In my 20 odd years of work in the disability sector in the not-so-popular domain of advocacy, one mantra that has led me is that ‘Information is Power’. This is especially true for those of us who have the privilege to be based in big cities, capitals and places where the movers and shakers who shape policies, operate.

With the coming of the Convention on the Rights of Persons with Disabilities (CRPD), there is suddenly a sense of hyperactivity towards two supposed power centres: Geneva and New York. Everybody who is anybody in the disability world seems to want to be seen there. As our mailboxes incessantly beep with incoming messages with tidings from Geneva and New York, I am apprehensive.

When I see this sudden flurry towards a top down flow of information, it makes me nervous. Communication is neither a top down nor a bottoms up approach. It needs to give equal weightage to both. In this case, however, I dare say it needs to pay more attention to the bottoms up traffic.

CRPD is a great tool no doubt. But what does it say that the disability sector has not known for years. Not much. The right to education, access, information, health, social security, and so on and above all the dignity and integrity of a person with disability is not something that dropped down in the form of CRPD like manna from heaven. We all knew all of this before CRPD and we all know it now. But suddenly, all our energies seem to be focused on what is happening in Geneva and New York, on submissions, on reports, on Committees, on resolutions. While I am not denying the importance of those processes, I am cautioning against neglecting national issues, local issues, and what is happening in our own backyards.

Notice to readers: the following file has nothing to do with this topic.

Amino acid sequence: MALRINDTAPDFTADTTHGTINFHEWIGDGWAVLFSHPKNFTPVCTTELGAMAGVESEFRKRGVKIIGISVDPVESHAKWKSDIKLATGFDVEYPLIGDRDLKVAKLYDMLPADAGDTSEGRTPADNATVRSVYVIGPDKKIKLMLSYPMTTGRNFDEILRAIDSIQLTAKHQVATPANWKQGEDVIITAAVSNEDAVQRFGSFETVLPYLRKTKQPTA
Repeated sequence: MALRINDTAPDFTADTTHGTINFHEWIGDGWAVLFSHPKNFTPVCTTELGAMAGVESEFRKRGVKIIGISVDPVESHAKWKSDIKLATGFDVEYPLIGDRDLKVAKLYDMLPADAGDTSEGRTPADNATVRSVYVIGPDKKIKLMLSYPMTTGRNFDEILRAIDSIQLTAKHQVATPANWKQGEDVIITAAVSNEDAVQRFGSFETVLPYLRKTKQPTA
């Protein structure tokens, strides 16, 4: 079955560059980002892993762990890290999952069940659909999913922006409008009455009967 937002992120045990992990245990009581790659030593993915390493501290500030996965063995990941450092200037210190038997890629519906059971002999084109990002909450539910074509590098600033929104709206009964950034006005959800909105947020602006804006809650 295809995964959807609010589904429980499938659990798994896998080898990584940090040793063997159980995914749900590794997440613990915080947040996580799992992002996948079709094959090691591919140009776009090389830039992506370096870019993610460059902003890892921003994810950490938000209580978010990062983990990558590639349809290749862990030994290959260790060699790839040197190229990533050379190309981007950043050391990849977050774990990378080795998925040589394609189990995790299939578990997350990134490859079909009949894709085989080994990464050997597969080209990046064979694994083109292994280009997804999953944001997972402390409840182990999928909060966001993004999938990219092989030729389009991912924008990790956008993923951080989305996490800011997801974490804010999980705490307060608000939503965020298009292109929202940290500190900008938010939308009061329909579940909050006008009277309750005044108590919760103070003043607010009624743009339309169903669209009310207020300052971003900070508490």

CRPD will not be implemented by either Geneva or New York. CRPD will be implemented by the grassroots persons with disabilities by ensuring that disability is an integral part of their local and national policies. CRPD will be truly implemented when people with disabilities at the grassroots become a force to be reckoned with in their own locality, province and country.

Note: This article was published as a blog on the Disability Rights Knowledge Network, hosted by the Commonwealth Connects Portal 

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